(The English-language quotes are from Univision’s official English transcript, which we confirmed by watching the interview in Spanish.)
Salinas asked him if he would abandon the legislation if lawmakers didn’t agree to strengthen border security even more. Rubio answered that he was committed to reform, but that the key to votes would be "a reasonable measure … to secure the border and prevent any sort of wave of illegal immigration in the future."
Then came the exchange that set up the "legalization" quote that lit up the Internet:
Salinas: At this time, the border is more secure than ever. There are 21,000 border agents, a 651-mile wall, more than 300 watchtowers. And the bill that you helped to write has even more funds for border security. So, what are the measures that you consider key for the Senate to approve the reform? What else do the Republicans want?
Rubio: Well, the problem — not just Republicans. There are four, five Democrats who are also asking for it in the Senate. And the point is the following: What they want are details on exactly where those resources are going to be used because, yes, there are sectors of the border that are much more secure, but there are others that aren’t. For example, the area of Tucson, Arizona. So what they’re asking is that it not be left to the discretion of the administration or agencies, but that the law specifically says where and how those resources will be used so that there is no waste and that the errors of the past are not repeated.
Salinas: And that can be done. Can you look for some type of …
Salinas: … phrase that can describe it in that way? Because we have to come up with something. At this point it’s the …
Rubio: Yes, of course. Yes—
Salinas: … Obama Administration, but in 12, 13 years when they’re eligible for legalization, many of those immigrants, we don’t know who will be in the White House.
Rubio: Well, we’ll be clear. Nobody is talking here about preventing legalization. Legalization will take place. That is, the following things will come next. First comes legalization, then comes this border security measure and then comes the permanent residency process. What we are talking about here is the permanent residency system. Regarding legalization, a vast majority of my colleagues have already accepted that: that it must take place and that it must start at the same time we start with what has to do with security. That is not conditional. Legalization is not conditional. Now, and I repeat, we can do it, and that is the point, we must specifically spell out where will the additional towers go, where will the additional wall go, where will the additional fence go, where will the additional sensors be; to provide specifics about where and how the available funds will be used.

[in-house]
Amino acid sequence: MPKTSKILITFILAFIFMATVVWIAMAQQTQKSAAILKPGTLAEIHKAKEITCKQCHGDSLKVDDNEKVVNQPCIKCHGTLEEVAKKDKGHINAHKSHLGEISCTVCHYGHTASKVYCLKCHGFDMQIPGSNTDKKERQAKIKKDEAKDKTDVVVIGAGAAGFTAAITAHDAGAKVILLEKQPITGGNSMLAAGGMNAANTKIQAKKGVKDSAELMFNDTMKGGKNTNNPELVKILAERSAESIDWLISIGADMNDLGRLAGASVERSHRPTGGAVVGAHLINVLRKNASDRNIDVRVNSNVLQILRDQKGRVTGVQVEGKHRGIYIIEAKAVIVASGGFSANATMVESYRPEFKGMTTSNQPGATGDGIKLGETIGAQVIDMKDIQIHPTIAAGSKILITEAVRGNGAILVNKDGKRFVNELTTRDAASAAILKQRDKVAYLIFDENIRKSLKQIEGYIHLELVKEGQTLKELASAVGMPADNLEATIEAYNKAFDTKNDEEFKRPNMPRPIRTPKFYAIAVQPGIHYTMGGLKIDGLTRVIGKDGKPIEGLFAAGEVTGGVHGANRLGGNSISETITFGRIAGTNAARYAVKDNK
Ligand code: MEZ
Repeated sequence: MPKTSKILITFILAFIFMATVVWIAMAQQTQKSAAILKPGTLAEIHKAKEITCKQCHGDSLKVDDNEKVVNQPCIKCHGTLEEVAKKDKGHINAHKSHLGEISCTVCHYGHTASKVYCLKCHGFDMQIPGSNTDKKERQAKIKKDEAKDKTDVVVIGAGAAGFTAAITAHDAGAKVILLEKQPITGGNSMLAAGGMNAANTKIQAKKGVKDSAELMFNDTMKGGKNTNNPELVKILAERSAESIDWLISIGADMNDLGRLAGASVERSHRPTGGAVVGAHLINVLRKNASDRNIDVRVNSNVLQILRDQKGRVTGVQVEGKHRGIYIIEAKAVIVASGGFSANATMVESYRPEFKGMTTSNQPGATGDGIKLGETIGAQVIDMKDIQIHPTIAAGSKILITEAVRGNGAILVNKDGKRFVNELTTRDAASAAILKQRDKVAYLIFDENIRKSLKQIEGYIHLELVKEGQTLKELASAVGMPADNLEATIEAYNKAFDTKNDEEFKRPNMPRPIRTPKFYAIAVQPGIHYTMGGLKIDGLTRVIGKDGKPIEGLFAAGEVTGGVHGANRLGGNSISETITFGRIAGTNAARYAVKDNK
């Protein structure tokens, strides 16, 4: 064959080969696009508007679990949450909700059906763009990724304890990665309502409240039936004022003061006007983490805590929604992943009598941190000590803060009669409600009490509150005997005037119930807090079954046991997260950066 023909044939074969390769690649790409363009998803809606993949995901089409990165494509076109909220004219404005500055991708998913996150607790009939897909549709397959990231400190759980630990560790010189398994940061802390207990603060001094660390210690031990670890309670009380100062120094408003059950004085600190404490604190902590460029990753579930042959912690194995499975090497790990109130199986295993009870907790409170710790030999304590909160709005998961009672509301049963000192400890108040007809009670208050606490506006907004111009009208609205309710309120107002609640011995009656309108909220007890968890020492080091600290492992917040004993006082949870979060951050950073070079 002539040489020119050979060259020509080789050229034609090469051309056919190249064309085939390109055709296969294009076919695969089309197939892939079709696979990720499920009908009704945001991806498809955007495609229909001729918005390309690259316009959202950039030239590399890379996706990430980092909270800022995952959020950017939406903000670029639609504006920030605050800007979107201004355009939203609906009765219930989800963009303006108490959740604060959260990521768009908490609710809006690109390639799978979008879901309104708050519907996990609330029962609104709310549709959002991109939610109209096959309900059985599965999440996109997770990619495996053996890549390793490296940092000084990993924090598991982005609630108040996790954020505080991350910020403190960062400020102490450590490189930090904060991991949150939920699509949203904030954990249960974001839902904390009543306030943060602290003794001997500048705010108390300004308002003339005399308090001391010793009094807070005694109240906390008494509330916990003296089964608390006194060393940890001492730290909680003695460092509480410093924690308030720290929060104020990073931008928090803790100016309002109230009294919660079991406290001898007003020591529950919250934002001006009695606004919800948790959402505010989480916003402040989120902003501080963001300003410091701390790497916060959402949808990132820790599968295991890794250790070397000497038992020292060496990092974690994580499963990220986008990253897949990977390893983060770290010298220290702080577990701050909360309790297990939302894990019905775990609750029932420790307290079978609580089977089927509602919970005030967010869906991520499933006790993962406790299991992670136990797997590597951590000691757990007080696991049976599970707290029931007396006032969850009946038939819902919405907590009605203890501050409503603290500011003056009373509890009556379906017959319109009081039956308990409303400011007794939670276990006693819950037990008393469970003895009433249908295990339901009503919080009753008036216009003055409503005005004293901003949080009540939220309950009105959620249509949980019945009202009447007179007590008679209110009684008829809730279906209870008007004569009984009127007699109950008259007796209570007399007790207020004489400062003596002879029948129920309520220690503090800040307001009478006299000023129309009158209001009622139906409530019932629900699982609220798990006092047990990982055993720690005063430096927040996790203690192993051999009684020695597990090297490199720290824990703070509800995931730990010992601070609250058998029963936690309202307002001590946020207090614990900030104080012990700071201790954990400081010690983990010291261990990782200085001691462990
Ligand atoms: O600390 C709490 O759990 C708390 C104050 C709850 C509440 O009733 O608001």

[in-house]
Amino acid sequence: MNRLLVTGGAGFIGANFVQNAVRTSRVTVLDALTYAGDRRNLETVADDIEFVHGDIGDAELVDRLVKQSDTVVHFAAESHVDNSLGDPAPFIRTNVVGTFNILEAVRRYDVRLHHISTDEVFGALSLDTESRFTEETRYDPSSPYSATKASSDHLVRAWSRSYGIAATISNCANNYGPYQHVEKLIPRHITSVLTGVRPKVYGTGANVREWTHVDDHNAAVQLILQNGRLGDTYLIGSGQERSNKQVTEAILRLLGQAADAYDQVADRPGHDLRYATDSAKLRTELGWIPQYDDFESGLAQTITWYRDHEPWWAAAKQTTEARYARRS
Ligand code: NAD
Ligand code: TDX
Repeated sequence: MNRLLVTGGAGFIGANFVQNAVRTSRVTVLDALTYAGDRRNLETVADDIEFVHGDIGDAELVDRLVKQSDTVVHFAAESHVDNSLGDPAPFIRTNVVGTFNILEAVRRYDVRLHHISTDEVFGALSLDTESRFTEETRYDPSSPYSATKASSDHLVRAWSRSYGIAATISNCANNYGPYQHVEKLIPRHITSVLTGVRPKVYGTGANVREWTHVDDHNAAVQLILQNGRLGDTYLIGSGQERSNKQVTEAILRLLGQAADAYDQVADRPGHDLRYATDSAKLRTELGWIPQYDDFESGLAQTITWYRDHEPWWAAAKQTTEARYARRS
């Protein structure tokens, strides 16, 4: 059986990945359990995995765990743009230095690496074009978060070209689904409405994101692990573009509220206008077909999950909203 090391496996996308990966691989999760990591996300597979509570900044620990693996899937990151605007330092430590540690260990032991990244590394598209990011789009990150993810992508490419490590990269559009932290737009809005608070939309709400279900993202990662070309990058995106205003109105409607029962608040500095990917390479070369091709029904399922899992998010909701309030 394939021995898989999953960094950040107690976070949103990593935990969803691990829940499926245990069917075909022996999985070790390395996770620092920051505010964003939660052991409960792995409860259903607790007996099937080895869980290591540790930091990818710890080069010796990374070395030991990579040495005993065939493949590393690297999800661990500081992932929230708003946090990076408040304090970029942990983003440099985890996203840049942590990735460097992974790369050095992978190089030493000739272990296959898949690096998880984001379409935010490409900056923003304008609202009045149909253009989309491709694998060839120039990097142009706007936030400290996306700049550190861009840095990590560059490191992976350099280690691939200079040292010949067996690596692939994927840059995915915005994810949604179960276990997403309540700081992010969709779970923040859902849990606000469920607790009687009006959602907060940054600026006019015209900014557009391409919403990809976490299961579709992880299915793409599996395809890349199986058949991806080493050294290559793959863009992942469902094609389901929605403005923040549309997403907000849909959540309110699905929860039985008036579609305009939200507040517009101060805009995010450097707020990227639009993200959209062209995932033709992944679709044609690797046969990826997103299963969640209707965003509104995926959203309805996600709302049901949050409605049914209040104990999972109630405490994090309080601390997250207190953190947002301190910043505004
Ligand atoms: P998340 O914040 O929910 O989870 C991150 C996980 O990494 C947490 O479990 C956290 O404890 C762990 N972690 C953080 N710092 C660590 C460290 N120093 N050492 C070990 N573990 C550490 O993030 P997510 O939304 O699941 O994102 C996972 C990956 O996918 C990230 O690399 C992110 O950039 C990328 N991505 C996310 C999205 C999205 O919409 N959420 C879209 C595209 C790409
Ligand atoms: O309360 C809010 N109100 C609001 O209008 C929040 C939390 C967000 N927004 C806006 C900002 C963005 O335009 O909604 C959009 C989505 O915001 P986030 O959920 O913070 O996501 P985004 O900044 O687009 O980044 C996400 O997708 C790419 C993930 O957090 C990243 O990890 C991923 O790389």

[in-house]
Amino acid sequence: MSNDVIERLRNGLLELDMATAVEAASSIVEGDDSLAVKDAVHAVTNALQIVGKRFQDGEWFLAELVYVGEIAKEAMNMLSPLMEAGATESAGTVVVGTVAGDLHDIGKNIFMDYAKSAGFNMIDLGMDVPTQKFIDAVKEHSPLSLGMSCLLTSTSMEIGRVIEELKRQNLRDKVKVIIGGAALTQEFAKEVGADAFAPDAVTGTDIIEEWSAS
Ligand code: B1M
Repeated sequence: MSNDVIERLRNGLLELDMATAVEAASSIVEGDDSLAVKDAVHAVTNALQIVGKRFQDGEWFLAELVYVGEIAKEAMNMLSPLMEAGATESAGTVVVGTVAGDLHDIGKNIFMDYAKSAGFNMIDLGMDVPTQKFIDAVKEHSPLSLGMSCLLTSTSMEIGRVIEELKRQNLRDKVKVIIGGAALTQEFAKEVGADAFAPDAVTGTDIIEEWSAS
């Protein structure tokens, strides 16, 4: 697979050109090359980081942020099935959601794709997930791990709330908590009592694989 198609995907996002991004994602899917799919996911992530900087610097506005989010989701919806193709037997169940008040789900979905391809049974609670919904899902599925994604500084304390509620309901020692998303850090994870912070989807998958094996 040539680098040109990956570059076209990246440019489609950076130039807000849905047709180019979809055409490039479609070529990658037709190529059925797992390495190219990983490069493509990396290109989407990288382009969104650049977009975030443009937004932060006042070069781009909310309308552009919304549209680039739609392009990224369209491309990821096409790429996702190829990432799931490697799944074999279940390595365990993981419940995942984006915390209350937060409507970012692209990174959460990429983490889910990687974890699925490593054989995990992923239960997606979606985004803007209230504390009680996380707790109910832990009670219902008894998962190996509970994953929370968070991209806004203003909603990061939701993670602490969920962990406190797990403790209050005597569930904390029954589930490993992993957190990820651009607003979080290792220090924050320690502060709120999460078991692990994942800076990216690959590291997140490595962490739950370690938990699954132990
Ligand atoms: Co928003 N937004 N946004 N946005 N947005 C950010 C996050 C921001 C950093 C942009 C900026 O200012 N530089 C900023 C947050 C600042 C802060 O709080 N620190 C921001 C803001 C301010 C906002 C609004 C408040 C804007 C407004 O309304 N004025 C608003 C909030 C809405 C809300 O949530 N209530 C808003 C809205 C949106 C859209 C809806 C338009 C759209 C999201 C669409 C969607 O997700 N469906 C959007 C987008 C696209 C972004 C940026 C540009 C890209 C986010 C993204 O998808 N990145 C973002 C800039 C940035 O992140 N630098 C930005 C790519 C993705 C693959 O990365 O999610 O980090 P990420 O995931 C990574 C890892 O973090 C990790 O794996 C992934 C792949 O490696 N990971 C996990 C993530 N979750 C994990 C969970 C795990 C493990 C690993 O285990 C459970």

So Salinas had asked about what might happen under the next administration. Rubio clarified that "legalization" would already be in place, distinguishing that temporary status from a later "permanent residency system."
With Hannity and Limbaugh, he called that early phase "provisional status" or a "probationary period," and emphasized instead the border security that would have to be achieved under the law before immigrants were eligible to apply for green cards.
Rohrabacher, in his interview June 16 with WND Radio, attacked those distinctions, saying, "This is just a lot of weasel words that Rubio and these people are throwing in. They’re going to legalize the status of people here illegally. Once they do that, that is an amnesty. And once they do that, there will be no border security improvements. It’ll all be a facade."
But Rubio emphasized his commitment to a bill that required border security.
Rohrabacher claimed on WND Radio that Rubio "all along has been saying, 'We have to have border security first. And then, he, you know, when he gets on Spanish TV, he ends up saying, 'No, no. That will never get in the way' or, 'Legalization status isn't contingent on border control.’"
We found, instead, that Rubio has explained the Senate bill’s multistep process, starting with a border security plan, in his English-language interviews with conservative hosts. He clarified that immigrants would be eligible to apply for provisional status at the same time.
In Spanish, he also emphasized border security, but explained that immigrants would be eligible for provisional status — "legalization" — before the Obama administration left office.
Rubio emphasized different parts of the bill’s process depending on his audience — particularly what he described as happening "first." But his explanations described the bill’s provisions the same way, in both English and in Spanish. We rate Rohrabacher’s claim Mostly False.